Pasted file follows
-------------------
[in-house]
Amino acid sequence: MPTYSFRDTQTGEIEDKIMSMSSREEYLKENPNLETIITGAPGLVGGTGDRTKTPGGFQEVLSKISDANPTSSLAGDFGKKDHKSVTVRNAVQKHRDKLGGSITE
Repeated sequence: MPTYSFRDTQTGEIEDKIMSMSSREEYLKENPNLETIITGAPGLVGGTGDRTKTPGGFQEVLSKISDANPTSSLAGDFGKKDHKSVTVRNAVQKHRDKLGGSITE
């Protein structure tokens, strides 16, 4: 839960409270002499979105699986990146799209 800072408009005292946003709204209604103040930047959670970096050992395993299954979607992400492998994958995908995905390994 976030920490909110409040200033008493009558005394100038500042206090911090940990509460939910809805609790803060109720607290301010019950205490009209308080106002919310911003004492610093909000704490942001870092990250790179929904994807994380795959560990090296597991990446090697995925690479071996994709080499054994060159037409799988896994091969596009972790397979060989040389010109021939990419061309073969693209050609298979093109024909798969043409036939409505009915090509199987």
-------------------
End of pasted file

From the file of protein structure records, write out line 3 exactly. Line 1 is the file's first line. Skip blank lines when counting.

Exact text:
Repeated sequence: MPTYSFRDTQTGEIEDKIMSMSSREEYLKENPNLETIITGAPGLVGGTGDRTKTPGGFQEVLSKISDANPTSSLAGDFGKKDHKSVTVRNAVQKHRDKLGGSITE